There has been a lot of talk about the pitches in this Ashes series. The first two were criticised heavily, the third has been complimented, but let me be clear: The Edgbaston pitch wasn’t quick. It may have been fractionally quicker than the one at Lord’s, but it certainly wasn’t a quick pitch. It had a fair covering of grass, which helped the seam bowlers, but that’s all.
What was also clear was that the pace and bounce were consistent for almost three days that the game lasted, hence the compliments.
If England are going to be successful in this series, these are the pitches they need to produce – pitches with grass, which will help their bowlers get some lateral movement. England haven’t got the pace of Mitchell Johnson or Mitchell Starc, so pitches with a bit of grass will help them. Those conditions certainly suit the English bowlers more than the Australians, who prefer bouncier pitches.
But that is no excuse for the Australian fast bowlers, who have been disappointing at various times during the series. At different times, they have bowled well. Within each Test match – even those they have lost – there have been good short spells, but they’ve struggled with consistency. Even Josh Hazlewood, who we thought would have been the man to create problems on this surface at Edgbaston because of the way he hits the seam on a regular basis, didn’t offer a lot.
That’s the gamble England have to take – produce pitches that their bowlers can take 20 wickets on and then hope to outbat the Australians because, as we saw at Lord’s, England struggle to get wickets on non-seaming pitches and the Australians can use their natural pace to blast England out.
There are not a lot of batsmen around the world at the moment that can handle swing and seam very well. On recent West Indies tours, we kept hearing the flippant comment that West Indians don’t know how to play swing and seam; now we’re finding out that the Australians don’t either. But they’re not the only ones in that boat. In true English conditions, even England’s batsmen struggle as well; have a look at their statistics over the years at Headingley, where the ball tends to move around more than most. So it’s not a matter of where you’re from – it’s a matter of the individual, how well you bat in challenging conditions.
One batsman whose form, or the lack of it, has invited a lot of flak is Michael Clarke, but there’s nothing you can pinpoint and say he’s doing right or wrong. Ricky Ponting, who would know more about batting than myself, highlighted that Clarke was moving quite a lot before the ball was released. Perhaps that is causing him to make a few mistakes because he’s not getting into the right position when the ball actually gets to him.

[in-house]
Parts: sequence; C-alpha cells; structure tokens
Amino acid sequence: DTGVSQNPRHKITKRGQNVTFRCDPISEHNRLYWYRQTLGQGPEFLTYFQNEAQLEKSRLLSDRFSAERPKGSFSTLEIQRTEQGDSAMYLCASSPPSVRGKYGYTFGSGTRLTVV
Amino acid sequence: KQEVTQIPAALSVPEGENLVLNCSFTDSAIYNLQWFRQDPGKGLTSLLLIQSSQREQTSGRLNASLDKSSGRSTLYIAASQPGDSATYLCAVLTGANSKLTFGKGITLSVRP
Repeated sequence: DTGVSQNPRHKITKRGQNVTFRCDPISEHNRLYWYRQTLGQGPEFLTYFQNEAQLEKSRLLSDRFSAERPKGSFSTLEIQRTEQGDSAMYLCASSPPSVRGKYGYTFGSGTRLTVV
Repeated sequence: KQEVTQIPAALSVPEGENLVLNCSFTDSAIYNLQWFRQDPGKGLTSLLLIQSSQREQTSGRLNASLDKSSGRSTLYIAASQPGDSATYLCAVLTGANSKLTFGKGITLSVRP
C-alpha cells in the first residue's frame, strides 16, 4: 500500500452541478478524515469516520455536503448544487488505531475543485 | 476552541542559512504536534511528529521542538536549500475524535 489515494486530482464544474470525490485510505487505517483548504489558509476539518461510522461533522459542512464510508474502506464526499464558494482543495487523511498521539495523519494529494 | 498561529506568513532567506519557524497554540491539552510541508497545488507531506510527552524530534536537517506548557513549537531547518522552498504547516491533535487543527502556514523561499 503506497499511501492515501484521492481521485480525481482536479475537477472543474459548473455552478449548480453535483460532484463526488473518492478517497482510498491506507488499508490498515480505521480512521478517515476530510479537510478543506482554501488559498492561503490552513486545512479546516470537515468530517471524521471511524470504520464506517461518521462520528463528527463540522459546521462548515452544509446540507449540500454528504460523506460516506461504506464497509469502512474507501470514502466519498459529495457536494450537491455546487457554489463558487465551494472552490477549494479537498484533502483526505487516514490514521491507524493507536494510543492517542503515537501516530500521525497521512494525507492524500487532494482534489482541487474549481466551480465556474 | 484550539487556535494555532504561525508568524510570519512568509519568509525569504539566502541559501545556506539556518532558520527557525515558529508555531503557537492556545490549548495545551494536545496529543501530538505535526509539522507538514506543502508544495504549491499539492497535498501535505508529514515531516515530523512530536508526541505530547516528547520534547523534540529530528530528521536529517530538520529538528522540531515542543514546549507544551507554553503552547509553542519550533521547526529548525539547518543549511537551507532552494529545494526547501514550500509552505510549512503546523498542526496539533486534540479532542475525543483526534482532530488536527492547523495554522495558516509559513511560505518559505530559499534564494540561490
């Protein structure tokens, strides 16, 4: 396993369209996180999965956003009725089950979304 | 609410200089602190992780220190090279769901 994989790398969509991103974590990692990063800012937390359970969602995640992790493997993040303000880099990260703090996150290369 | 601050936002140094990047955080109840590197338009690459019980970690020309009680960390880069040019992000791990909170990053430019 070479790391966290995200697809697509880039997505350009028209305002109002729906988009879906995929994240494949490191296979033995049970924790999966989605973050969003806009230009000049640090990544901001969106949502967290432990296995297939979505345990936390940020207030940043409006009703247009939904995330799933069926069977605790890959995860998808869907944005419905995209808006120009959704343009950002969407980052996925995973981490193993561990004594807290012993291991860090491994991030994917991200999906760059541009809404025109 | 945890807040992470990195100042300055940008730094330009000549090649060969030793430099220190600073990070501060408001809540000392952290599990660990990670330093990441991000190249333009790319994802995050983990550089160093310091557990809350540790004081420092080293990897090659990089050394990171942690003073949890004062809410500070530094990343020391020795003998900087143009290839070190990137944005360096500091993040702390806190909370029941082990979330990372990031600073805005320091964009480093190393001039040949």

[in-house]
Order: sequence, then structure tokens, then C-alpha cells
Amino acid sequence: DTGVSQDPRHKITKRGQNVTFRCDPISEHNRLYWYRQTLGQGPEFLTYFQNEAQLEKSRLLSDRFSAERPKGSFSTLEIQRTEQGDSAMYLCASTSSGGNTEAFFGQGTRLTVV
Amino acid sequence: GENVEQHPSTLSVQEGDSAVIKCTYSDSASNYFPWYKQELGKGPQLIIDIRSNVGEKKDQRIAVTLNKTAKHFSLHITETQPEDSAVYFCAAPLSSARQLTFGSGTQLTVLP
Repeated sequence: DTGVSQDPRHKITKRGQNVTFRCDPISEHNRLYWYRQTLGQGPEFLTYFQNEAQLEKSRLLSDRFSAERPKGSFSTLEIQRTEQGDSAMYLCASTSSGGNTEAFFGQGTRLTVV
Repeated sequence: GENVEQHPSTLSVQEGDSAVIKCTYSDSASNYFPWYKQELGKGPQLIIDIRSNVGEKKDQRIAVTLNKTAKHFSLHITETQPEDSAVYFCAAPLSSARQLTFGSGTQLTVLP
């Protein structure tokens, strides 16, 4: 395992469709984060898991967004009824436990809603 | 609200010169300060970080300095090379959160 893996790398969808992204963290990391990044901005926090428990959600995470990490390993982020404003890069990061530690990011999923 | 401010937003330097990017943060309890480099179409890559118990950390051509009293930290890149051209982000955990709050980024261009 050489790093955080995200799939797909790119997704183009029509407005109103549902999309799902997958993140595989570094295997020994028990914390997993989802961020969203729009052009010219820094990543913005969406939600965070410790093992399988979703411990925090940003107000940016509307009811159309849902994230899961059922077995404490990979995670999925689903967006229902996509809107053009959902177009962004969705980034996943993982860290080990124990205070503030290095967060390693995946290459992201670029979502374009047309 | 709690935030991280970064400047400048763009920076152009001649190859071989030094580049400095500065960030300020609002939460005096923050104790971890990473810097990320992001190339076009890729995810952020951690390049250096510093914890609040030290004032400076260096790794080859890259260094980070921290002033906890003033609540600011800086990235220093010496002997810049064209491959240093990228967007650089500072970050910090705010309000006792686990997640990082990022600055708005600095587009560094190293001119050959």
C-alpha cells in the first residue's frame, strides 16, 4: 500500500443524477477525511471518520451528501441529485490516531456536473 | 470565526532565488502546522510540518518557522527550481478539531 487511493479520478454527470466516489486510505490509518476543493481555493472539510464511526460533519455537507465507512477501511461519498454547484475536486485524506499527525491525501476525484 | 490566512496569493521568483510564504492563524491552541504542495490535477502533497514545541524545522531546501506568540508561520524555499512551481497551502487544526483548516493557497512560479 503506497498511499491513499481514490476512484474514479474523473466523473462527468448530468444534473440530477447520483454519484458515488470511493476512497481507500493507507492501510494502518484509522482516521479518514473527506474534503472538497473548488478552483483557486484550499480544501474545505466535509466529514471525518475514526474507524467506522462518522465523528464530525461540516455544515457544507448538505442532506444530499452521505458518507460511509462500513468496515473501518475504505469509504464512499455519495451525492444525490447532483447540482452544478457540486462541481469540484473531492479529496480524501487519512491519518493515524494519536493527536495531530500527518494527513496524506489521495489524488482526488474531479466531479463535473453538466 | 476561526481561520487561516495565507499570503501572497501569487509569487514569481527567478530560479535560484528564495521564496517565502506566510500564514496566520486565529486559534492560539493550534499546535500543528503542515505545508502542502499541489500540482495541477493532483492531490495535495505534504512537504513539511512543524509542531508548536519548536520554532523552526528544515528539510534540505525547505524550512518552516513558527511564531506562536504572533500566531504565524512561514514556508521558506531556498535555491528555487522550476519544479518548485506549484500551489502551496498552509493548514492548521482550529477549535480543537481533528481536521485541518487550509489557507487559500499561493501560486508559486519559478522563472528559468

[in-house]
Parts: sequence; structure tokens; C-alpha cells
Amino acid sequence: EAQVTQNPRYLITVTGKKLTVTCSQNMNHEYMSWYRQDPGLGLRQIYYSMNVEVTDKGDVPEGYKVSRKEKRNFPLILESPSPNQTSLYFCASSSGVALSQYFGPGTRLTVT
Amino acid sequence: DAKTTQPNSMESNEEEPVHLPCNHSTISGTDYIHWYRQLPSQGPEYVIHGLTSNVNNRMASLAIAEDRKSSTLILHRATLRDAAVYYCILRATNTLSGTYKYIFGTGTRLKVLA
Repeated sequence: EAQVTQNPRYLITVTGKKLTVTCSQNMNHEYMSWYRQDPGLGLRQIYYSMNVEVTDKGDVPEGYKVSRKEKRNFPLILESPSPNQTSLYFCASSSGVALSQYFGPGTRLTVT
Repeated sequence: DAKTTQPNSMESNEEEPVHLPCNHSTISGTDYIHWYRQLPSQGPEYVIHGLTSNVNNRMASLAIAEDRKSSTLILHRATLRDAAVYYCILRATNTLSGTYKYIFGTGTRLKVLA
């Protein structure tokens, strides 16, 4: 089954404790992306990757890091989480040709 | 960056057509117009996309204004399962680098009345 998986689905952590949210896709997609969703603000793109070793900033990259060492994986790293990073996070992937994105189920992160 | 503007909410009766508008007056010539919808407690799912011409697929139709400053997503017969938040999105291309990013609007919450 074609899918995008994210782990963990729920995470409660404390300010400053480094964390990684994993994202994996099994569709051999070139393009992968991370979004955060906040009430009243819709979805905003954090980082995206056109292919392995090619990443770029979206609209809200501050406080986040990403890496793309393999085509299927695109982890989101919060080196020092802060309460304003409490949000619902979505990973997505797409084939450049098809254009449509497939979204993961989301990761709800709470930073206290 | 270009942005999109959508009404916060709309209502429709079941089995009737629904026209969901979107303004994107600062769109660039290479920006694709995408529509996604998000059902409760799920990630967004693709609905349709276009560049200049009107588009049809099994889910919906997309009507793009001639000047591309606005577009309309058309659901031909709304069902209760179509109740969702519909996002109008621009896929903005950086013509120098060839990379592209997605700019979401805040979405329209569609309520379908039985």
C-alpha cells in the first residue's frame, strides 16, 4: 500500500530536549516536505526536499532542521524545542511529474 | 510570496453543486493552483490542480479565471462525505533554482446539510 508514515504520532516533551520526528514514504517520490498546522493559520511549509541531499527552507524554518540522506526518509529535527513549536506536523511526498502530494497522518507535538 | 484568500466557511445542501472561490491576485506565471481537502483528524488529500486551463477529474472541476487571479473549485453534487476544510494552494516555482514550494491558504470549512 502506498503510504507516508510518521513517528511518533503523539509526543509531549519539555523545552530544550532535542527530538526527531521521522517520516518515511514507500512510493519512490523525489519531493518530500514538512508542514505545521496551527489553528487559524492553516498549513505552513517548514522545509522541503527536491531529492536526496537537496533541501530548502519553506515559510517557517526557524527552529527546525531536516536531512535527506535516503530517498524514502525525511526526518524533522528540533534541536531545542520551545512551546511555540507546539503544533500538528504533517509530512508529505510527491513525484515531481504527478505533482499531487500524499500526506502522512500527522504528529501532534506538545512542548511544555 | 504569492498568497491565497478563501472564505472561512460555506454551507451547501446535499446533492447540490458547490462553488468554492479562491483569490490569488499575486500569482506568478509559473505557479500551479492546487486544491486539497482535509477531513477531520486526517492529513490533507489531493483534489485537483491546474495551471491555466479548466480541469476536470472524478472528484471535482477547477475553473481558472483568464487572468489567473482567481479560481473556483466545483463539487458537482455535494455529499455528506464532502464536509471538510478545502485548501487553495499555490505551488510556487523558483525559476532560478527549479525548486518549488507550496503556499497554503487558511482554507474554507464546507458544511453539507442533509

If I were to bowl at Clarke, I would be able to tell he’s not in good form, and as a bowler I would want him to play as many deliveries as possible. If the batsman is standing there and watching the ball go by, he will grow in confidence as he spends more time at the crease.
I don’t agree with shuffling him down the order just because he is failing at the moment. If the other batsmen were making runs and he wasn’t making runs, then you could think about that. I don’t know if people like Adam Voges or Mitchell Marsh will play the next game, but those guys aren’t making any runs either. So it’s not a matter of moving Clarke. It’s a matter of trying to make sure he gets some runs. But, saying that, he has a better record at No. 5 than at No. 4, so maybe, just psychologically, the move may help.
There is nothing wrong with Clarke the captain though. There were no fields he set that you’d think wouldn’t work. There were no bowling changes that were ridiculous. I would disagree with his choice to bat first on the Edgbaston pitch considering the grass and overhead conditions, but Alastair Cook said he would have done the same so, although I disagree, Clarke wasn’t the only one who thought that decision was right.
What went wrong in the field in the first England innings was all down to the Australian bowlers.
When you’re under pressure and defending just 136 runs, the bowling team can sometimes go into almost panic mode, unable to relax or concentrate on getting the job done. It seemed almost as if the Australian bowlers were trying to get a wicket off every ball, because they knew that they didn’t have any runs on the board. It was not the right approach and, of course, England cashed in.
However, the next Test won’t be easy for England. They will miss Jimmy Anderson, especially at Trent Bridge, because he always gets a lot of wickets there. The ground is conducive to swing – exactly why I don’t know, maybe because of the way the stands are built and the breeze they get there – and Anderson certainly knows how to get the ball to swing around.
Any team that loses their top bowler – and Anderson is England’s top bowler – will miss him terribly. Whoever replaces Anderson will have huge boots to try and fill.
England’s consistency is a real issue. You can’t play seven Test matches and keep winning and losing and winning and losing. Australia haven’t been consistent either: They lost the first match terribly, won the second one very, very easily, and lost the third match terribly. Both teams are playing inconsistent cricket, but at least in Australia’s case it’s only this series. They both need to have a good look at their game.
It’s 2-1 to England now, but this Australian team is good enough to come back from this defeat, as we saw after the first match. Australia have made a few changes already from that game and they may make another after this loss, but they shouldn’t need to keep on making changes after every match they lose; that smacks of indecisive selection policies in my opinion. And with no Anderson in the England team, they already have a big plus in their favour.